Tell us about your experience busking and performing throughout Europe and how that impacted your music.
Caitlin: Busking through Europe taught us how to not miss trains, how to sleep at strangers’ houses and live with a backpack. And by backpack I mean an old soft shell guitar case stuffed with jackets and old oranges. And by live I mean run after trains.
What is your advice for young women who hope to work in the music industry?
Caitlin: My advice is to be authentic, work hard, and teach yourself by listening to albums and musicians you love. Never underestimate the power of YouTube lessons. I think there’s a pretty overwhelming amount of competition out there right now, but don’t worry about being perfect- people just want to see a moment, it’s all about the overall energy – give people something real. Get weird. Always push yourself to get better and try to surprise people with your badassery. Oh also don’t write songs about sunsets and the ocean. Or whatever, fuck it, do what you want!
Vanessa: Gather a bad ass and loving team, have clear vision, practice, be kind to yourself and other people.”- Vanessa
Your video of “Down Home Girl” went viral on social media which you identified as a game changer. Share with us how life as a band has changed since that video was released.
Caitlin: Things exploded a bit for us in the land of the internet, which completely blind-sided us as we only learned the song about a half hour before we made the video and had no idea how many people would end up seeing it. We get a lot more messages and interest from around the world, we paired up with a booking agency, and a lady recognized me once in an airport bathroom, so it’s been great.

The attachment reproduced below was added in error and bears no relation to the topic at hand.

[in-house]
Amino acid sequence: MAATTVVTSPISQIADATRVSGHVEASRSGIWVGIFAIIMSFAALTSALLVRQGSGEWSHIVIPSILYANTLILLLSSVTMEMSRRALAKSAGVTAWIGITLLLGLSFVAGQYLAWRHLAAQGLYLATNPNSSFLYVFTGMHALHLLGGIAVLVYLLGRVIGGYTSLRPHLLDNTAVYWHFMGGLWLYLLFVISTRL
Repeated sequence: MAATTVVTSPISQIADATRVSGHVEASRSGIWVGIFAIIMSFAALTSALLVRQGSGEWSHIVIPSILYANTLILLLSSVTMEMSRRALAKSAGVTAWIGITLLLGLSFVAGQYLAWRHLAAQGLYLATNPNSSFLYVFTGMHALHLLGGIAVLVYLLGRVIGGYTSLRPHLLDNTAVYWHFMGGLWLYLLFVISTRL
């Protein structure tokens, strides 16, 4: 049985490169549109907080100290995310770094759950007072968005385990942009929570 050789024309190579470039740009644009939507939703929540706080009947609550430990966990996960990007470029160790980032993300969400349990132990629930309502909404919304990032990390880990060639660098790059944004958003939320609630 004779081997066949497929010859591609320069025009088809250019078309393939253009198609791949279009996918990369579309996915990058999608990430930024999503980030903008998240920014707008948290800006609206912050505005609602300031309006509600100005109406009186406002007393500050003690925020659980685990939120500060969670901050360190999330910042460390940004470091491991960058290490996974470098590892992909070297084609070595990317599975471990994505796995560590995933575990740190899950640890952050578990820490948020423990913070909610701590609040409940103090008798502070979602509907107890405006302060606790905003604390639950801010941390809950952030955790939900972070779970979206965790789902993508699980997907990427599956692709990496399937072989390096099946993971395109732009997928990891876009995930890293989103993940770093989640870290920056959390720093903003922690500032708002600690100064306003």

As a band, what is your songwriting and collaborative process and the inspiration for your music?
Caitlin: Hooo boy, “method”! I have a tried & true method that involves a lot of obnoxiously repetitive practicing that I’m sure my housemates love, studying favorite artists, messing around with chord progressions, playing real loud when no one’s home and mumbling gibberish into voice memos. When something comes out that I don’t hate after the idea honeymoon fades in a few days, I’ll bring it to the rest of the band. Every once and a while, a song will write itself in about 3 minutes, and there is much rejoicing.
Caitlin: I grew up on a steady diet of classic rock, punk, soul, and Weird Al Yankovic. Also the smooth jams of Now That’s What I Call Music! Vol. 1. I never know how to answer this question. Really into Brittany Howard‘s new record, “Jaime” right now.
Erin: My favorite music is usually stuff that was originally released on vinyl or cassette first. Sister Rosetta Tharpe and Nina Simone are my favorite performers; Bessie Smith and Jeff Buckley have my favorite voices; while Levon Helm and John Vandiver are my all-time favorite musicians. I grew up with my parents listening to Joni Mitchell, Jackson Browne, and The Beatles so they’re definitely in there influencing me too.
Vanessa: There is inspiration to be found all over the place, but I almost always return to soul, folk, and music rooted in blues.